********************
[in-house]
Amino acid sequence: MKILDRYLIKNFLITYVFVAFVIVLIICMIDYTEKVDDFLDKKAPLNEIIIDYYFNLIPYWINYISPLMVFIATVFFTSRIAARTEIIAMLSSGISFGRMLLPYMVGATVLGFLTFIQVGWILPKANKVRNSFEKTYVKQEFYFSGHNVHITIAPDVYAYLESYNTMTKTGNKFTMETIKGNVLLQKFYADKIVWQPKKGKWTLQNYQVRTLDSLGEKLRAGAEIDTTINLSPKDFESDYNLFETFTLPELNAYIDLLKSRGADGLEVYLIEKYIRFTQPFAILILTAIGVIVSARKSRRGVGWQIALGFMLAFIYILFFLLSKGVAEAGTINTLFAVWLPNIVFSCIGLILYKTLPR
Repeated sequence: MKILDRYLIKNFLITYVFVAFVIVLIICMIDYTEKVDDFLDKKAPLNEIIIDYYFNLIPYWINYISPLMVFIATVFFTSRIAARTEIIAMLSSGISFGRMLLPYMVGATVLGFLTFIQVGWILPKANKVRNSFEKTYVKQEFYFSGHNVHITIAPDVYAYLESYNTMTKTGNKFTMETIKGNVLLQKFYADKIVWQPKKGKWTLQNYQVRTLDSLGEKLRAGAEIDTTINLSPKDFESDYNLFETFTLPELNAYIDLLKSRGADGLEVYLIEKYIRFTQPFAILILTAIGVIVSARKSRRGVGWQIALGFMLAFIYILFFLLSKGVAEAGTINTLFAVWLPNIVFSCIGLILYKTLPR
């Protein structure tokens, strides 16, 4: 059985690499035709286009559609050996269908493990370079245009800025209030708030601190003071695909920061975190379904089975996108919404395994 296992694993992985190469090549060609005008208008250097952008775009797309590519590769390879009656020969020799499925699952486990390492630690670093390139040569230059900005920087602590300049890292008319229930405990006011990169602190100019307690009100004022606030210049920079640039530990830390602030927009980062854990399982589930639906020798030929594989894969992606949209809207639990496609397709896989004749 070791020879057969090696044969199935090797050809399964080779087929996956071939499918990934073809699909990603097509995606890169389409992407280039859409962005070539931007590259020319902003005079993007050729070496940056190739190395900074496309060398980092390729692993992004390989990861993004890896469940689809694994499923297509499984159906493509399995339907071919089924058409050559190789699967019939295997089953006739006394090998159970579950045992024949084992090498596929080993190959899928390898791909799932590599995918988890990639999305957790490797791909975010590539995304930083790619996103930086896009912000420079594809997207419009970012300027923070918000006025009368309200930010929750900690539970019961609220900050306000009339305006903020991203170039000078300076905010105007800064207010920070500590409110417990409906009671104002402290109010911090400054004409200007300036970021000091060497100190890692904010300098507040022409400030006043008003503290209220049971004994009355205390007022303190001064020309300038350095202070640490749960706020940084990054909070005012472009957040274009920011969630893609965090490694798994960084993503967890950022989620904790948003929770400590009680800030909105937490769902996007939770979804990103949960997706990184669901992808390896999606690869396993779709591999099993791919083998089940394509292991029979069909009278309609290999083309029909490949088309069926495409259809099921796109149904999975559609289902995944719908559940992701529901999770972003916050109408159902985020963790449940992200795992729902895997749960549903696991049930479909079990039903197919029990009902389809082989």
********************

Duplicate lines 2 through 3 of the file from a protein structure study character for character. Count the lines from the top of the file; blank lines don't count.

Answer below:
Amino acid sequence: MKILDRYLIKNFLITYVFVAFVIVLIICMIDYTEKVDDFLDKKAPLNEIIIDYYFNLIPYWINYISPLMVFIATVFFTSRIAARTEIIAMLSSGISFGRMLLPYMVGATVLGFLTFIQVGWILPKANKVRNSFEKTYVKQEFYFSGHNVHITIAPDVYAYLESYNTMTKTGNKFTMETIKGNVLLQKFYADKIVWQPKKGKWTLQNYQVRTLDSLGEKLRAGAEIDTTINLSPKDFESDYNLFETFTLPELNAYIDLLKSRGADGLEVYLIEKYIRFTQPFAILILTAIGVIVSARKSRRGVGWQIALGFMLAFIYILFFLLSKGVAEAGTINTLFAVWLPNIVFSCIGLILYKTLPR
Repeated sequence: MKILDRYLIKNFLITYVFVAFVIVLIICMIDYTEKVDDFLDKKAPLNEIIIDYYFNLIPYWINYISPLMVFIATVFFTSRIAARTEIIAMLSSGISFGRMLLPYMVGATVLGFLTFIQVGWILPKANKVRNSFEKTYVKQEFYFSGHNVHITIAPDVYAYLESYNTMTKTGNKFTMETIKGNVLLQKFYADKIVWQPKKGKWTLQNYQVRTLDSLGEKLRAGAEIDTTINLSPKDFESDYNLFETFTLPELNAYIDLLKSRGADGLEVYLIEKYIRFTQPFAILILTAIGVIVSARKSRRGVGWQIALGFMLAFIYILFFLLSKGVAEAGTINTLFAVWLPNIVFSCIGLILYKTLPR